Investors bruised by Wall Street’s latest rout found little reason to pile back into the market. Stocks extended their losses in an erratic session Tuesday as investors wrestled with the reality that the economy is still far from a recovery.
NEW YORK (AP) — Investors bruised by Wall Street’s latest rout found little reason to pile back into the market.
Stocks extended their losses in an erratic session Tuesday as investors wrestled with the reality that the economy is still far from a recovery. The pessimism that has dominated the markets for months stifled some tentative bargain hunting and in the process unraveled several attempts at a rally.
The selling pushed the Standard & Poor’s 500 index to its first close below 700 since Oct. 28, 1996. But the losses were modest compared with Monday, when the Dow Jones industrial average tumbled 300 points and both the Dow and the S&P 500 index registered lowest finishes in more than a decade.
Tuesday’s fluctations came as Federal Reserve Chairman Ben Bernanke told Congress an economic recovery depends on the government’s ability to stabilize weak financial markets. He said the efforts were needed to avoid “a prolonged episode of economic stagnation.”
Investors are still worried the government won’t succeed. On Monday, the government injected $30 billion to troubled insurer American International Group Inc., its fourth attempt to stabilize the company since September.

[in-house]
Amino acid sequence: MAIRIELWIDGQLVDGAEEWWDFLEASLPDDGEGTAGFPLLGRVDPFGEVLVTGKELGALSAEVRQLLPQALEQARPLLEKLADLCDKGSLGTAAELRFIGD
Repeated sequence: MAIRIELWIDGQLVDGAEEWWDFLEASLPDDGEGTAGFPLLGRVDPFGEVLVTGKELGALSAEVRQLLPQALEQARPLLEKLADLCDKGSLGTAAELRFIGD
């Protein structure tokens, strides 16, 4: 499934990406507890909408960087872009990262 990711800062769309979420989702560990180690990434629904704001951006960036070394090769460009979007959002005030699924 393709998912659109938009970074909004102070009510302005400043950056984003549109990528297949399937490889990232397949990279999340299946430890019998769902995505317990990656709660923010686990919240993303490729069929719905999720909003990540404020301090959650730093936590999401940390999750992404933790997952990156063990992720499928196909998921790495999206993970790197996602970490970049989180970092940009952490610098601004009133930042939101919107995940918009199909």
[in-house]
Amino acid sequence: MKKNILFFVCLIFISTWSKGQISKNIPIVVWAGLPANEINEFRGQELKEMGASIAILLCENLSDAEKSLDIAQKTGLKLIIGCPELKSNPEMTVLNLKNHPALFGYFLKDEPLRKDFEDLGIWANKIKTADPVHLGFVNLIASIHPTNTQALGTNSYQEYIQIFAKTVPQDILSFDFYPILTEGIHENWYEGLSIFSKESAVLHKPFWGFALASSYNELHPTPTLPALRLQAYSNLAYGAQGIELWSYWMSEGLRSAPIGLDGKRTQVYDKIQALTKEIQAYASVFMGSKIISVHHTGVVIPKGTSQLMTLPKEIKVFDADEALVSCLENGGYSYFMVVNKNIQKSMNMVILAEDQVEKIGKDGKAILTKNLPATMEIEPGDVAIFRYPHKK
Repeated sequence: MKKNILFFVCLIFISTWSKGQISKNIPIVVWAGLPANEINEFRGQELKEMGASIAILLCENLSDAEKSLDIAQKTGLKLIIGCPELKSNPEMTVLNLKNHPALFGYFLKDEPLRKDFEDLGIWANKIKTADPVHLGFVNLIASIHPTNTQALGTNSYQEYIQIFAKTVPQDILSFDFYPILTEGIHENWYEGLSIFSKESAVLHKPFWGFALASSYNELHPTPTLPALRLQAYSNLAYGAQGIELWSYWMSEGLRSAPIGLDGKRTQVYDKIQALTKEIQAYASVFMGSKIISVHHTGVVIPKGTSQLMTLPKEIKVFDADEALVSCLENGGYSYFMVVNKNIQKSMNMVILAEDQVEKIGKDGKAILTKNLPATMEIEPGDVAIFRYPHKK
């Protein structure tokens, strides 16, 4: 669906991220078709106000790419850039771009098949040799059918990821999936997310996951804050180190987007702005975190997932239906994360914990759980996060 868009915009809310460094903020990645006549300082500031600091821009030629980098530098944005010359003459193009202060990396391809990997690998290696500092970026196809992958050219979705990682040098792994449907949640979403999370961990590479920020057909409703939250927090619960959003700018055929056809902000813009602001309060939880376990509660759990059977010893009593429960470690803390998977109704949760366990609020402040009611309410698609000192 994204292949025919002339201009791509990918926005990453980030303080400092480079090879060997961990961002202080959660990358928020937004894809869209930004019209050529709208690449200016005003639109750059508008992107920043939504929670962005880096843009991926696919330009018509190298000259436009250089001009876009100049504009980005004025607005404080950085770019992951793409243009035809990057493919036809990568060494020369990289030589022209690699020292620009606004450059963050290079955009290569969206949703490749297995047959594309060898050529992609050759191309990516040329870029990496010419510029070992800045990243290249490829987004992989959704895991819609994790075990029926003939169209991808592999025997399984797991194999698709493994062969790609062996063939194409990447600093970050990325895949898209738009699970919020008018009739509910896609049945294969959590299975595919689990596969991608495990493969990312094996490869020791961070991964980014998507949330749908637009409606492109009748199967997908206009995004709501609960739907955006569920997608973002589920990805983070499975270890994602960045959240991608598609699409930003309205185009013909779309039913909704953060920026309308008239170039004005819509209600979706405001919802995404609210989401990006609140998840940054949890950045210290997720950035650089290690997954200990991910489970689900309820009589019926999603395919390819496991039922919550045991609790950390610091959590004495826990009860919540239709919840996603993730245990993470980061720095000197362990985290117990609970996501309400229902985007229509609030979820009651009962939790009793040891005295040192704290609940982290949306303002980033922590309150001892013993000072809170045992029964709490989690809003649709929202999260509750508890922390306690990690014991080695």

Bernanke’s remarks came as the central bank announced it would begin lending up to $200 billion in an initial move to spur consumer and small business borrowing for autos, education, credit cards and other expenses. The Fed first announced the plan late last year.
That offered some support to the market and helped curb selling, traders said.
“I think people are just finally happy to see that it’s here and that it’s going to begin,” said Joe Saluzzi, co-head of equity trading at Themis Trading LLC. “Normally Wall Street will buy the rumor and sell on the news but I think this is kind of the opposite effect.”
According to preliminary calculations, the Dow fell 37.27, or 0.6 percent, to 6,726.02. The index is now down more than 52 percent from its record of 14,164.53 set in October 2007.
Broader stock indicators also fell. The Standard & Poor’s 500 index slid 4.49, or 0.6 percent, to 696.33.
The Nasdaq composite index fell 1.84, or 0.1 percent, to 1,321.01.
The Russell 2000 index of smaller companies fell 6.79, or 1.9 percent, to 361.01.
Two stocks fell for every one that rose on the New York Stock Exchange, where volume came to a moderate 1.9 billion shares.